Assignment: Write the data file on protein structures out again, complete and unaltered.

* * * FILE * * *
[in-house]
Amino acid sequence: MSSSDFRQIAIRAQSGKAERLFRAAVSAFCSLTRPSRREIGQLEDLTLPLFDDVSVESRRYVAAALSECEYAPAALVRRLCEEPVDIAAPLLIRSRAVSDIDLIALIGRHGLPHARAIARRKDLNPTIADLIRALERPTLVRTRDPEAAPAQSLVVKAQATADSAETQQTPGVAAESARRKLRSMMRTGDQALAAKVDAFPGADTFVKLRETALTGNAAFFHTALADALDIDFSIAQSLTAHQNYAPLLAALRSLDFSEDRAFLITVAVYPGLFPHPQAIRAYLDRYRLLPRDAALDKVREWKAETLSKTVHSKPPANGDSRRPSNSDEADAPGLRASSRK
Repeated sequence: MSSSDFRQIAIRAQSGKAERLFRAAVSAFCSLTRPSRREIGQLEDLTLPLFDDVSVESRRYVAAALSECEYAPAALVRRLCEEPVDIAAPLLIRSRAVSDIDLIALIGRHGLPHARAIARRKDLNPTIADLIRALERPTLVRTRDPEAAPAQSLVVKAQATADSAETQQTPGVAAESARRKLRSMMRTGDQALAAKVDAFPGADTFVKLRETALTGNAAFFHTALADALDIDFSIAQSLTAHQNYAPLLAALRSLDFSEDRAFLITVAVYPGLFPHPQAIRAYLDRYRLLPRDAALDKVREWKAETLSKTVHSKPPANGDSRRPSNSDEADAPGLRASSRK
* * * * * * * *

[in-house]
Amino acid sequence: MSSSDFRQIAIRAQSGKAERLFRAAVSAFCSLTRPSRREIGQLEDLTLPLFDDVSVESRRYVAAALSECEYAPAALVRRLCEEPVDIAAPLLIRSRAVSDIDLIALIGRHGLPHARAIARRKDLNPTIADLIRALERPTLVRTRDPEAAPAQSLVVKAQATADSAETQQTPGVAAESARRKLRSMMRTGDQALAAKVDAFPGADTFVKLRETALTGNAAFFHTALADALDIDFSIAQSLTAHQNYAPLLAALRSLDFSEDRAFLITVAVYPGLFPHPQAIRAYLDRYRLLPRDAALDKVREWKAETLSKTVHSKPPANGDSRRPSNSDEADAPGLRASSRK
Repeated sequence: MSSSDFRQIAIRAQSGKAERLFRAAVSAFCSLTRPSRREIGQLEDLTLPLFDDVSVESRRYVAAALSECEYAPAALVRRLCEEPVDIAAPLLIRSRAVSDIDLIALIGRHGLPHARAIARRKDLNPTIADLIRALERPTLVRTRDPEAAPAQSLVVKAQATADSAETQQTPGVAAESARRKLRSMMRTGDQALAAKVDAFPGADTFVKLRETALTGNAAFFHTALADALDIDFSIAQSLTAHQNYAPLLAALRSLDFSEDRAFLITVAVYPGLFPHPQAIRAYLDRYRLLPRDAALDKVREWKAETLSKTVHSKPPANGDSRRPSNSDEADAPGLRASSRK